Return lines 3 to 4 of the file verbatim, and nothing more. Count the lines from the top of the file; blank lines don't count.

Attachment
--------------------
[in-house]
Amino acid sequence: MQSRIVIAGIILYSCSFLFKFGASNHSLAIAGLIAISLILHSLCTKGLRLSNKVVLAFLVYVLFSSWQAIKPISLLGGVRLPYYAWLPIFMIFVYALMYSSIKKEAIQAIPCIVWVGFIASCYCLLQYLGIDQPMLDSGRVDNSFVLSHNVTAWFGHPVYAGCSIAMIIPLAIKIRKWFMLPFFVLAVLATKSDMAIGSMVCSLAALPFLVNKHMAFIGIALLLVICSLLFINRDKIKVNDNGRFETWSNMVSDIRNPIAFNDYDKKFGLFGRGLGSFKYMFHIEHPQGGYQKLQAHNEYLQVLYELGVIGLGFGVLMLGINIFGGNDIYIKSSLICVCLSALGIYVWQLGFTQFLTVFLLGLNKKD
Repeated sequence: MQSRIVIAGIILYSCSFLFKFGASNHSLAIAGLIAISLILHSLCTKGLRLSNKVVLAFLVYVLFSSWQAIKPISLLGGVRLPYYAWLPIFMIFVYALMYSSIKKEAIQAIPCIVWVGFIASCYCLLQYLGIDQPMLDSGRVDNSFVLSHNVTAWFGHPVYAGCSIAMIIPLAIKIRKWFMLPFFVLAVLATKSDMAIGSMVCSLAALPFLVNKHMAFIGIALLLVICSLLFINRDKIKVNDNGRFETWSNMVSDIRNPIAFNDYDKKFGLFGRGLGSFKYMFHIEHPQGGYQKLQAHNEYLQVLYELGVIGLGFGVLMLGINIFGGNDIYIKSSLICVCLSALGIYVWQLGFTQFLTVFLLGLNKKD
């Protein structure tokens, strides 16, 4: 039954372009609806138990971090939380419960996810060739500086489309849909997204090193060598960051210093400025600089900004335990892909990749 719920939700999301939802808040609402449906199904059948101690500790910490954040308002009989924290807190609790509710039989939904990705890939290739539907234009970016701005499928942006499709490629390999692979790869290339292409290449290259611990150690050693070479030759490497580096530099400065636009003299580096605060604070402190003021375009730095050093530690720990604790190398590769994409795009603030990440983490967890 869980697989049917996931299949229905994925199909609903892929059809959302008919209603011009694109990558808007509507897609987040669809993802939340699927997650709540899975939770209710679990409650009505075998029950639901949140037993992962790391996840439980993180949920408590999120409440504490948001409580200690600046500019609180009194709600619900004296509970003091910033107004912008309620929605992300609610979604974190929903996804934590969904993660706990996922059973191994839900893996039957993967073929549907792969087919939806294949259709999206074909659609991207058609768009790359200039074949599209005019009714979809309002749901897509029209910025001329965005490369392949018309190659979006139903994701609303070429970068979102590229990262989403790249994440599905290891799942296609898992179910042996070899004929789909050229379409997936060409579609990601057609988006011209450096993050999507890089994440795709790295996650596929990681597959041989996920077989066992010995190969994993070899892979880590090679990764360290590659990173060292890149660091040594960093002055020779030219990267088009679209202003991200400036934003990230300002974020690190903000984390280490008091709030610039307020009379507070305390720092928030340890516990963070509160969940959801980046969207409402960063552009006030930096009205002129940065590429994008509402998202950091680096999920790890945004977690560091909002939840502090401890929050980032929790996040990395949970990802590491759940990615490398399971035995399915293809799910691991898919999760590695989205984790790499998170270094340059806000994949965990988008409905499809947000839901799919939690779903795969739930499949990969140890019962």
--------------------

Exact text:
Repeated sequence: MQSRIVIAGIILYSCSFLFKFGASNHSLAIAGLIAISLILHSLCTKGLRLSNKVVLAFLVYVLFSSWQAIKPISLLGGVRLPYYAWLPIFMIFVYALMYSSIKKEAIQAIPCIVWVGFIASCYCLLQYLGIDQPMLDSGRVDNSFVLSHNVTAWFGHPVYAGCSIAMIIPLAIKIRKWFMLPFFVLAVLATKSDMAIGSMVCSLAALPFLVNKHMAFIGIALLLVICSLLFINRDKIKVNDNGRFETWSNMVSDIRNPIAFNDYDKKFGLFGRGLGSFKYMFHIEHPQGGYQKLQAHNEYLQVLYELGVIGLGFGVLMLGINIFGGNDIYIKSSLICVCLSALGIYVWQLGFTQFLTVFLLGLNKKD
């Protein structure tokens, strides 16, 4: 039954372009609806138990971090939380419960996810060739500086489309849909997204090193060598960051210093400025600089900004335990892909990749 719920939700999301939802808040609402449906199904059948101690500790910490954040308002009989924290807190609790509710039989939904990705890939290739539907234009970016701005499928942006499709490629390999692979790869290339292409290449290259611990150690050693070479030759490497580096530099400065636009003299580096605060604070402190003021375009730095050093530690720990604790190398590769994409795009603030990440983490967890 869980697989049917996931299949229905994925199909609903892929059809959302008919209603011009694109990558808007509507897609987040669809993802939340699927997650709540899975939770209710679990409650009505075998029950639901949140037993992962790391996840439980993180949920408590999120409440504490948001409580200690600046500019609180009194709600619900004296509970003091910033107004912008309620929605992300609610979604974190929903996804934590969904993660706990996922059973191994839900893996039957993967073929549907792969087919939806294949259709999206074909659609991207058609768009790359200039074949599209005019009714979809309002749901897509029209910025001329965005490369392949018309190659979006139903994701609303070429970068979102590229990262989403790249994440599905290891799942296609898992179910042996070899004929789909050229379409997936060409579609990601057609988006011209450096993050999507890089994440795709790295996650596929990681597959041989996920077989066992010995190969994993070899892979880590090679990764360290590659990173060292890149660091040594960093002055020779030219990267088009679209202003991200400036934003990230300002974020690190903000984390280490008091709030610039307020009379507070305390720092928030340890516990963070509160969940959801980046969207409402960063552009006030930096009205002129940065590429994008509402998202950091680096999920790890945004977690560091909002939840502090401890929050980032929790996040990395949970990802590491759940990615490398399971035995399915293809799910691991898919999760590695989205984790790499998170270094340059806000994949965990988008409905499809947000839901799919939690779903795969739930499949990969140890019962």